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“That’s it: I need to know what I need to know!” I exclaimed recently when I heard about the “Essential Knowledge” series published by MIT Press.
Know what I mean? The 21st century’s constant rapid change — particularly in technology — can engender a festering fear of missing out, the sense that everyone else is riding some trending wave while you’re standing with your back to it not even aware it’s there.
And call me naive but there's no arbiter of need-to-know modern knowledge I'd rather consult than the bastion of brilliance that is MIT.
Gita Manaktala, editorial director of the MIT Press, says the Essential Knowledge series started in 2011 and aims to provide snapshots of the current state of knowledge on important topics — concise "foundational overviews."
"These are the topics that people are talking about, not just at cocktail parties but at work and at school and in our personal and social lives, that we have some understanding of but we probably need to know more about," she says.
The editors who select the topics are "deeply aware of the social impacts of new technologies and of the role of real people in shaping those technologies," she says. "We don't treat technology in a vacuum here. We talk about how people who use technology have a chance to take some responsibility for it, and to influence its future design and direction."
I asked Manaktala to narrow the 24 books of the series so far down to 10 topics that I should feel somewhat sheepish about if they're unfamiliar. She kindly obliged, with the help of acquisitions assistant Jesús J. Hernández:
The Internet of Things
People are no longer the only ones using computers, phones, tablets, and devices to connect online. Increasingly, our cars, thermostats, refrigerators, and a host of other objects form a networked, physical world. However, this level of massive connectivity also embeds massive vulnerability.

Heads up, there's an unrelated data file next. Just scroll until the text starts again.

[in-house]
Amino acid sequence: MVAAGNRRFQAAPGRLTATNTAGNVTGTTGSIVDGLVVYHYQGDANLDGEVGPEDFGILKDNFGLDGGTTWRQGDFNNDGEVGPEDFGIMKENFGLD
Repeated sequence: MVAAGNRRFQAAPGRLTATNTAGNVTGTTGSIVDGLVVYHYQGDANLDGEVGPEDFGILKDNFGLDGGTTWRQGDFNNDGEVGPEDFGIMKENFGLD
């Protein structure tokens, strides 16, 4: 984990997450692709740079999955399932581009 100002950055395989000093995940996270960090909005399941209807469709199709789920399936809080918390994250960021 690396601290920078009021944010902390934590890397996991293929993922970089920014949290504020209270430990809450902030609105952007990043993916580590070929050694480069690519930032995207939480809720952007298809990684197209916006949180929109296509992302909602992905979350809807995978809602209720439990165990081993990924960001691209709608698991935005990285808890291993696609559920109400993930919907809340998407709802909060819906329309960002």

Artificial intelligence today is not about brute force programming or computers playing chess. It is about the ability of algorithms to process massive amounts of data and make inferences about the interactions between underlying factors. As we read, shop, search and navigate the world, inferential machine learning is getting smarter by finding, observing, and recording hidden models that explain our behavioral patterns that can thereby be used to shape our experiences.
The Technological Singularity
Whether in 15, 50, or 500 years, the advent of true artificial intelligence and the resulting rapid acceleration of technological advancement will present a range of practical and philosophical conundrums. When fiction becomes fact, how will humanity decide to write the next chapter in the story of our species?
More and more technologies aim to monitor the data we produce in our daily lives: what and how much we eat, how fast and how long we run, what times of day we work best. But how we (and others) utilize the data gathered through our self-tracking is a question that blurs the lines between surveillance/empowerment and control/play.